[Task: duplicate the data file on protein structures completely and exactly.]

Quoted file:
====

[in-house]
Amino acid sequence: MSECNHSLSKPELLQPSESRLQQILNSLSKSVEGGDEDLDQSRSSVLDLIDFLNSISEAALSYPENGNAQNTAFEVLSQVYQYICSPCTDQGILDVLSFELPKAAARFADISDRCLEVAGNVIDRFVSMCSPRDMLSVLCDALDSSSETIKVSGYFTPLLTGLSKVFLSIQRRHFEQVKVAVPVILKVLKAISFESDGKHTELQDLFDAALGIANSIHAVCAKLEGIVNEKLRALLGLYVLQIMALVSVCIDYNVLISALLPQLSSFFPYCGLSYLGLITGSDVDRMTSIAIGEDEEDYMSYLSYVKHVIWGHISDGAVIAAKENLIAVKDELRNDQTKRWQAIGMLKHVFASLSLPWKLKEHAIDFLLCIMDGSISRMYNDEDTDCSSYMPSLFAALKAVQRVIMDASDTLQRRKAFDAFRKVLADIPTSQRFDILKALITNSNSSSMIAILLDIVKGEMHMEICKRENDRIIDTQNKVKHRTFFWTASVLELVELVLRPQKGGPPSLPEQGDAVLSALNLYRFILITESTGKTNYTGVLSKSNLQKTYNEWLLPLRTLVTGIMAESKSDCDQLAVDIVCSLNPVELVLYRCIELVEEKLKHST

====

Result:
[in-house]
Amino acid sequence: MSECNHSLSKPELLQPSESRLQQILNSLSKSVEGGDEDLDQSRSSVLDLIDFLNSISEAALSYPENGNAQNTAFEVLSQVYQYICSPCTDQGILDVLSFELPKAAARFADISDRCLEVAGNVIDRFVSMCSPRDMLSVLCDALDSSSETIKVSGYFTPLLTGLSKVFLSIQRRHFEQVKVAVPVILKVLKAISFESDGKHTELQDLFDAALGIANSIHAVCAKLEGIVNEKLRALLGLYVLQIMALVSVCIDYNVLISALLPQLSSFFPYCGLSYLGLITGSDVDRMTSIAIGEDEEDYMSYLSYVKHVIWGHISDGAVIAAKENLIAVKDELRNDQTKRWQAIGMLKHVFASLSLPWKLKEHAIDFLLCIMDGSISRMYNDEDTDCSSYMPSLFAALKAVQRVIMDASDTLQRRKAFDAFRKVLADIPTSQRFDILKALITNSNSSSMIAILLDIVKGEMHMEICKRENDRIIDTQNKVKHRTFFWTASVLELVELVLRPQKGGPPSLPEQGDAVLSALNLYRFILITESTGKTNYTGVLSKSNLQKTYNEWLLPLRTLVTGIMAESKSDCDQLAVDIVCSLNPVELVLYRCIELVEEKLKHST